Revelation 2012

What if the apocalypse already happened?

CARVED INTO the hard stone of a hillside outside the Mexican city of Acapulco is a mysterious image that lay hidden for 4,000 years.

It shows a monkey with one foot lifted in dance. The monkey's long tail curls over its head. The primate appears to be holding a five-pointed star. As in a scene out of Alice in Wonderland, the monkey is perched on the crown of a giant mushroom. Over one shoulder, a series of dots radiates like Morse code, and by the figure's belly, more dots are arrayed around an assemblage of concentric rings. Off to the left is another constellation of three dots.

The Mexican archaeologists who uncovered this strange glyph say it was put there by the ancient Maya around 2000 BC. At that time, the grand cycle of existence laid out in the intricate Mayan calendar system was just 1,000 years old.

Carl de Borhegyi says 2012 doomsayers have it wrong
Tony Nelson
Carl de Borhegyi says 2012 doomsayers have it wrong

But the timing of the monkey's rediscovery four millennia later is remarkable, because that long age is now drawing to a close. The year 2012 is widely thought to be the end of the Mayan calendar, which has been taken by some to signal the apocalypse.

Yet hidden in the simple lines of the mushroom monkey picture may be the key to a secret that upends everything we think we know about the Maya, their calendar, and the coming apocalypse.

Carl de Borhegyi, a Maya researcher in Minneapolis, has been studying the image closely, and says it has shocking implications.

"There's all this excitement and panic right now about 2012 and the Mayan apocalypse," de Borhegyi says. "But the message contained in this image turns all that upside down.

"Let me put it this way: What if the apocalypse already happened?"

THE WORLD is gripped by fear and fascination with what will take place on December 21, 2012. The significance of the date is traced back to the ancient Maya.

"There are roots in the actual Mayan calendars and texts, of course," says Anthony Aveni, an anthropologist and astronomer at Colgate University who has studied the 2012 phenomenon. "But what we've seen is that as this phenomenon has taken root in popular culture, it's served as a vehicle for a lot of New Age ideas and other pre-existing beliefs."

The panic, which had until then mostly flourished on the internet and in specialty book shops, broke into the mainstream consciousness in 2009, when the blockbuster film 2012 brought visions of widespread devastation to a mass market.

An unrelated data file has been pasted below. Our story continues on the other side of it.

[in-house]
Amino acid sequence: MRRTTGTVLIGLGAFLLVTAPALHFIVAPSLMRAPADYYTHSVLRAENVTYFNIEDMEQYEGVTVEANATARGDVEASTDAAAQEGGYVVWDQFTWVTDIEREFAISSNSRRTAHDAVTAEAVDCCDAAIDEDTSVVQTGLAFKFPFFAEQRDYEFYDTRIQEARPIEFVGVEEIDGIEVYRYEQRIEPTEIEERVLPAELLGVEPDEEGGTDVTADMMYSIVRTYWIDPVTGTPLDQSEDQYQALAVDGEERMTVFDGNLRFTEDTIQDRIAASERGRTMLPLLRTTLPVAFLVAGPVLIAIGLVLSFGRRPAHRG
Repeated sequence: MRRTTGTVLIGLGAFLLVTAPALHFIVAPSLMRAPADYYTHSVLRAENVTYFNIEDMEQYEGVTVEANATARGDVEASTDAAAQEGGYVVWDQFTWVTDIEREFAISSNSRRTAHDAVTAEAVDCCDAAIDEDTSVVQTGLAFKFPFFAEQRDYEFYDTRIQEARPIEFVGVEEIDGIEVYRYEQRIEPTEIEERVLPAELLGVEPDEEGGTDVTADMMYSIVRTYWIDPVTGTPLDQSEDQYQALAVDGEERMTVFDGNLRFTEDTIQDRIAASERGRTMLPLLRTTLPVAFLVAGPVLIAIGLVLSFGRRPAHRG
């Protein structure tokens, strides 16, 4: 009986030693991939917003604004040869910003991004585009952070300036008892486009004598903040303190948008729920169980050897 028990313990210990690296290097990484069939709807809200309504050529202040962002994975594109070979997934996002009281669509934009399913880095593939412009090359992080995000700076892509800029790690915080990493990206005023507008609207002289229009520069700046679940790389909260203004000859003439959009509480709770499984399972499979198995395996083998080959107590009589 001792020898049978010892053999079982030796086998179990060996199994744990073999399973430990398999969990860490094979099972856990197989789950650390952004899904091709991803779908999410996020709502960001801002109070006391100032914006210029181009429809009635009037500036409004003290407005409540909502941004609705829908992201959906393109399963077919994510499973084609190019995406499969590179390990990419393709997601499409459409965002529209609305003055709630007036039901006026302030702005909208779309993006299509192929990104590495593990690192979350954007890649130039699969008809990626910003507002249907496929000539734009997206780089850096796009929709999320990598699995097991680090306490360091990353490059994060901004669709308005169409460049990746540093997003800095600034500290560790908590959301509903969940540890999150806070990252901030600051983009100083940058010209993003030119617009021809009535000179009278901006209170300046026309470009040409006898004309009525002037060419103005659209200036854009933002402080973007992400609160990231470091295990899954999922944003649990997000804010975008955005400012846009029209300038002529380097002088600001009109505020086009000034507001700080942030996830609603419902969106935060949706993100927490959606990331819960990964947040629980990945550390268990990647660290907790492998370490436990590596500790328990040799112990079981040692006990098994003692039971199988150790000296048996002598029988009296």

"American religion has always been deeply rooted in apocalyptic endings, and we are coming off a decade of cataclysmic events, from 9/11 to the Japanese earthquake," Aveni says. "I get emails from people telling me they're going to commit suicide. They're taking it seriously."

That's a mistake, says de Borhegyi, who believes the 2012 end date is based on a major miscalculation.

"The Mayans used a much different calendar from the European one," de Borhegyi says. "There's always been some debate about the correlation between the two."

In the Mayan calandar, a tun is a unit of just less than 20 years. Twenty tuns are a k'atun, 20 k'atuns are a b'ak'tun, and 13 b'ak'tuns make up a "great cycle."

It is that great cycle—a 5,125-year period—that doomsayers and new-agers say is coming to a close on December 21, 2012.

But the cycle's end depends on when it began, and not everyone agrees on where to start. By the time Europeans encountered the Mayans, they had stopped using the full "long count" calendar notation in favor of an abbreviation.

"It's as though we started writing all our dates 2/25/11," de Borhegyi explains. "That gives you some information, but if someone came along afterwards, they could get confused. Are we talking about 2011? 1811? 1511?"

The dominant theory for years has been the Goodman-Martinez-Thompson correlation, which pegs the start of the cycle at 3134 BC. That fits the known dates and some of the archaeological evidence, and also squares with carbon-dating evidence.

But so does another theory, called the Spinden correlation, which lines up 260 years earlier on the European calendar.

"That's what makes this monkey so important," de Borhegyi argues. "The dots over his shoulder represent a long-count date: 3.3.4.3.2. Under the Spinden correlation, that lines up with a year known as three-monkey."

De Borhegyi points to the three dots on the left hand side of the carving. "Three," he says, then points to the central figure. "Monkey."

"If you use Goodman-Martinez-Thompson correlation, it doesn't work," he says. "All this talk about the end of the world-age, the apocalypse, Armageddon, planetary alignment—it's wrong. It's not happening in 2012. It happened 259 years ago."

THE SECURITY guards at the Milwaukee Public Museum have known about the ghost for years. Elevators spring to life on their own, invariably making their way to the third floor.

The third floor is home to the special collection of the former director of the museum, a revered Maya archaeologist killed in the prime of his life. A portrait of the man on the third floor, set into a richly carved wooden frame, shows him as he was in life: dapper, mustachioed, with slicked-back hair and a pipe set pensively to his lips.

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